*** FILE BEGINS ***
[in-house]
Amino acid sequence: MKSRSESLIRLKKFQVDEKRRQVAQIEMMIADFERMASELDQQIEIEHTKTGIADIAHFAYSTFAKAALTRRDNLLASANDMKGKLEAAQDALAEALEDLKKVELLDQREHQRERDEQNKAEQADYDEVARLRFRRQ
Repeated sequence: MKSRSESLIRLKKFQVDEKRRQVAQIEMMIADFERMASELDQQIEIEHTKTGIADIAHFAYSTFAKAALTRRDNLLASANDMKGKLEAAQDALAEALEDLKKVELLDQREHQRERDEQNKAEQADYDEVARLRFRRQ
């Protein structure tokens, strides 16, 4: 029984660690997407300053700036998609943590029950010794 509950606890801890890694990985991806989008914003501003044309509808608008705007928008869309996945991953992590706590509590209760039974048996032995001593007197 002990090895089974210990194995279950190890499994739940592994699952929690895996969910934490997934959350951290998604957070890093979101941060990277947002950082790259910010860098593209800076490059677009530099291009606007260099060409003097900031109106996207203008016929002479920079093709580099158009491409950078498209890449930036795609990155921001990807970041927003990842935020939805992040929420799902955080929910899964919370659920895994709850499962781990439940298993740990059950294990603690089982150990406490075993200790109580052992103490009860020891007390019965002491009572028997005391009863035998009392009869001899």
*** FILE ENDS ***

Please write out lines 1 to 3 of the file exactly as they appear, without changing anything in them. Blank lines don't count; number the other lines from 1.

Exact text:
[in-house]
Amino acid sequence: MKSRSESLIRLKKFQVDEKRRQVAQIEMMIADFERMASELDQQIEIEHTKTGIADIAHFAYSTFAKAALTRRDNLLASANDMKGKLEAAQDALAEALEDLKKVELLDQREHQRERDEQNKAEQADYDEVARLRFRRQ
Repeated sequence: MKSRSESLIRLKKFQVDEKRRQVAQIEMMIADFERMASELDQQIEIEHTKTGIADIAHFAYSTFAKAALTRRDNLLASANDMKGKLEAAQDALAEALEDLKKVELLDQREHQRERDEQNKAEQADYDEVARLRFRRQ